Website ||| Facebook (Japanese) ||| Twitter (via Google Translate)

Hours of Operation: Open daily 11:00 a.m. – 9:00 p.m.

4-minute walk from Meiji-Jingumae Station (click on the Google Map for walking directions)


Paris Miki

Paris Miki Cat Street

Upon entering Paris Miki, you may be confused whether you just entered a 50s diner, as the black and white tiled floors, juke-box, and instruments such as electric guitars and drums might throw you off. However, don’t be alarmed, this is the store where you can cure your squinty eyes with name brand glasses like Ray Bans, ADSR, Oliver Peoples, and Moscot!

Website (via Google Translate) ||| Facebook (Japanese) ||| Twitter (via Google Translate) ||| Instagram

Hours of Operation: 11:00 a.m. – 8:00 p.m.

4-minute walk from Meiji-Jingumae Station (click on the Google Map for walking directions)



Pigsty Cat Street

First step… find the Pigsty pig! Next, walk down the steps into this pre-owned clothing store, and try to find a sweater your dad probably wore in high school. In this shop, there’s something to get everyone talking about. Personally, I found the section filled with American college sweatshirts to be most entertaining, as my college pride came out as I hunted through to find my own institution!

Website (via Google Translate) ||| Facebook (Japanese)

Hours of Operation: Open daily 12:00 p.m. – 9:00 p.m.

3-minute walk from Meiji-Jingumae Station (click on the Google Map for walking directions)


Rainbow Spectrum

Rainbow Spectrum Cat Street

Many areas of Tokyo represent bright, colorful lights, and a funky style. Rainbow Spectrum definitely lives up to those expectations, as this unique twist of a convenience store offers items like purses, blankets, travel necessities, cooking materials, and many accessories.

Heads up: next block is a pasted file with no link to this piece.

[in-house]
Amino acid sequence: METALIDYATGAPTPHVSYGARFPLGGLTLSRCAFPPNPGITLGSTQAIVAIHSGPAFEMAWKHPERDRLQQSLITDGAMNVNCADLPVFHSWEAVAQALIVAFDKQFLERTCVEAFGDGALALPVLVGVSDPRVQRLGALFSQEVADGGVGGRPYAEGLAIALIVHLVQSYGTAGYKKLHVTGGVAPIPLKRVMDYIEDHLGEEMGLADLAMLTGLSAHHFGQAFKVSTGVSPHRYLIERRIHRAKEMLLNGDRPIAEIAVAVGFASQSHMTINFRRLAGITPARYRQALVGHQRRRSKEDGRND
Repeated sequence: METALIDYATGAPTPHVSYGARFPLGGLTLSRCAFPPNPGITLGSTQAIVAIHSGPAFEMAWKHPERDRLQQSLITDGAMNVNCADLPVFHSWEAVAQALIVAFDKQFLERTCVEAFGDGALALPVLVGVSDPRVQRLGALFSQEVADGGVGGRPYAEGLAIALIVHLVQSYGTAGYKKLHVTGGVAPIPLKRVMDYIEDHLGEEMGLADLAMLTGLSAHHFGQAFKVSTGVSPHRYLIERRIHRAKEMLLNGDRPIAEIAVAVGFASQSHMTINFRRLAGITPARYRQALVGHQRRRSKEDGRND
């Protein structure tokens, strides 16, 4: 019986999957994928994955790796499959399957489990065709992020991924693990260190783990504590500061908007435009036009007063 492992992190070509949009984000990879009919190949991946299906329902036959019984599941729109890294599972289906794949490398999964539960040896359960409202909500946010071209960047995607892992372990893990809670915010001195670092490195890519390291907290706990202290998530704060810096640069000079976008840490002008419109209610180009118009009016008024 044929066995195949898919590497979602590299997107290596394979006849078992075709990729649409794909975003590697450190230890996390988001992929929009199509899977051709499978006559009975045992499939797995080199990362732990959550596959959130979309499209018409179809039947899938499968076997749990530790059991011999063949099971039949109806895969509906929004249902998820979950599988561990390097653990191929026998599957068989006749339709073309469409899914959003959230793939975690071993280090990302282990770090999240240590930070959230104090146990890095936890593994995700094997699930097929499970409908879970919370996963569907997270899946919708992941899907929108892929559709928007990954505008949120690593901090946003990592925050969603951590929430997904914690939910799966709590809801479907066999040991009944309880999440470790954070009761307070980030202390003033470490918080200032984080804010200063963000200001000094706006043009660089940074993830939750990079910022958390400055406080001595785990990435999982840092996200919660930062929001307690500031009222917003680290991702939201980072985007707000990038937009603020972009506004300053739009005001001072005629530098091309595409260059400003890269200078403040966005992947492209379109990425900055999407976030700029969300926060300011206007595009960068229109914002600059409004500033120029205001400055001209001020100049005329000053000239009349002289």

Website (via Google Translate) ||| Facebook (Japanese) ||| Instagram ||| Online Store (via Google Translate)

Hours of Operation: 11:00 a.m. – 8:00 p.m.

3-minute walk from Meiji-Jingumae Station (click on the Google Map for walking directions)


Too Cool for School

Right next to W Closet is a small Korean cosmetics store called “too cool for school.” There is also another too cool for school store along Meiji Street. The brand sells all the cosmetic essentials, in colors ranging from more natural and subdued to bold and funky. Lip tints, lip gloss, eye shadow, and blush can all be sampled within the store, allowing you to get a look at the cosmetics you’re buying before you buy them. The store also sells gel facial masks, facial scrubs, and even body cleansers. When I visited the store, the sales girl graciously described all the facial masks and cosmetics I was interested in, and even allowed me to sample a facial scrub on my hands.

Website (LABOO gw Corp site, via Google Translate) ||| Twitter (LABOO Corp, via Google Translate) ||| Instagram

Hours of Operation: Open daily 11:00 a.m. – 8:00 p.m.

2-minute walk from Meiji-Jingumae Station (click on the Google Map for walking directions)


W Closet

W Closet is another of my favorites on Cat Street. It’s one of the must-visit small stores along Cat Street, and has a comfortable atmosphere and very friendly sales help. Both great basic and unique pieces can be found at this store, including lace up loafers and oxfords, printed and collared sweaters, and long coats. This cute, laid back style is easy to wear, comfortable, and reasonably priced.

Website and Online Shop (via Google Translate) ||| Facebook (Japanese) ||| Twitter (via Google Translate) ||| Instagram

Hours of Operation: Open daily 10:00 a.m. – 9:00 p.m.

7-minute walk from Meiji-Jingumae Station (click on the Google Map for walking directions)